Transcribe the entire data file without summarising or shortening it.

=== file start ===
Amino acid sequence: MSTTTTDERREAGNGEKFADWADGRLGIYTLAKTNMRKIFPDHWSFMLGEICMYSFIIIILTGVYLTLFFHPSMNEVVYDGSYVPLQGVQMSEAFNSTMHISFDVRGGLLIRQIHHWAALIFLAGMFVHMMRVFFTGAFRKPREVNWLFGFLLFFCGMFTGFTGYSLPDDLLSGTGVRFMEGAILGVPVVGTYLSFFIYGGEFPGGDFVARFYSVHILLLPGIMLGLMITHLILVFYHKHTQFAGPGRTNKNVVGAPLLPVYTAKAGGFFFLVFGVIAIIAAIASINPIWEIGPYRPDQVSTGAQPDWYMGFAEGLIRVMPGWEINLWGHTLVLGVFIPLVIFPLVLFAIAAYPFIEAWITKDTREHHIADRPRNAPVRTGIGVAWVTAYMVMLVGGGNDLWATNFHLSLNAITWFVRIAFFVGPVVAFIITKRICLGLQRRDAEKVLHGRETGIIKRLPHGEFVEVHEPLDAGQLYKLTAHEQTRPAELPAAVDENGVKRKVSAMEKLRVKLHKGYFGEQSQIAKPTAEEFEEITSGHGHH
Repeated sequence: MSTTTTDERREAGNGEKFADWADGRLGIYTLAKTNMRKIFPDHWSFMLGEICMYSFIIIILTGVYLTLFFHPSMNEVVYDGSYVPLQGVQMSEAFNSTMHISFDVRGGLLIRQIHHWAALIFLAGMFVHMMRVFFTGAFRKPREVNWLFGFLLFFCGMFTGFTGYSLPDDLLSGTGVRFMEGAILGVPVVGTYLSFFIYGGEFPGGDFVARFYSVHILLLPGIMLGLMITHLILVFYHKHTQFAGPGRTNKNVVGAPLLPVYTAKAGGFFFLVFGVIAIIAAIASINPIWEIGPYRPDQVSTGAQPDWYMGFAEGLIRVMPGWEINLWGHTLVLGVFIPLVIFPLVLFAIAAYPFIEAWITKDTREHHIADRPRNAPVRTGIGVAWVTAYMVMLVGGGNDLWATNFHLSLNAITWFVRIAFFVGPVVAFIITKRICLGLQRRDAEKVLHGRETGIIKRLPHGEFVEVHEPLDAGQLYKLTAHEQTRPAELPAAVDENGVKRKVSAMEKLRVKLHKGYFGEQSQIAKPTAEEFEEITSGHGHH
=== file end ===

Amino acid sequence: MSTTTTDERREAGNGEKFADWADGRLGIYTLAKTNMRKIFPDHWSFMLGEICMYSFIIIILTGVYLTLFFHPSMNEVVYDGSYVPLQGVQMSEAFNSTMHISFDVRGGLLIRQIHHWAALIFLAGMFVHMMRVFFTGAFRKPREVNWLFGFLLFFCGMFTGFTGYSLPDDLLSGTGVRFMEGAILGVPVVGTYLSFFIYGGEFPGGDFVARFYSVHILLLPGIMLGLMITHLILVFYHKHTQFAGPGRTNKNVVGAPLLPVYTAKAGGFFFLVFGVIAIIAAIASINPIWEIGPYRPDQVSTGAQPDWYMGFAEGLIRVMPGWEINLWGHTLVLGVFIPLVIFPLVLFAIAAYPFIEAWITKDTREHHIADRPRNAPVRTGIGVAWVTAYMVMLVGGGNDLWATNFHLSLNAITWFVRIAFFVGPVVAFIITKRICLGLQRRDAEKVLHGRETGIIKRLPHGEFVEVHEPLDAGQLYKLTAHEQTRPAELPAAVDENGVKRKVSAMEKLRVKLHKGYFGEQSQIAKPTAEEFEEITSGHGHH
Repeated sequence: MSTTTTDERREAGNGEKFADWADGRLGIYTLAKTNMRKIFPDHWSFMLGEICMYSFIIIILTGVYLTLFFHPSMNEVVYDGSYVPLQGVQMSEAFNSTMHISFDVRGGLLIRQIHHWAALIFLAGMFVHMMRVFFTGAFRKPREVNWLFGFLLFFCGMFTGFTGYSLPDDLLSGTGVRFMEGAILGVPVVGTYLSFFIYGGEFPGGDFVARFYSVHILLLPGIMLGLMITHLILVFYHKHTQFAGPGRTNKNVVGAPLLPVYTAKAGGFFFLVFGVIAIIAAIASINPIWEIGPYRPDQVSTGAQPDWYMGFAEGLIRVMPGWEINLWGHTLVLGVFIPLVIFPLVLFAIAAYPFIEAWITKDTREHHIADRPRNAPVRTGIGVAWVTAYMVMLVGGGNDLWATNFHLSLNAITWFVRIAFFVGPVVAFIITKRICLGLQRRDAEKVLHGRETGIIKRLPHGEFVEVHEPLDAGQLYKLTAHEQTRPAELPAAVDENGVKRKVSAMEKLRVKLHKGYFGEQSQIAKPTAEEFEEITSGHGHH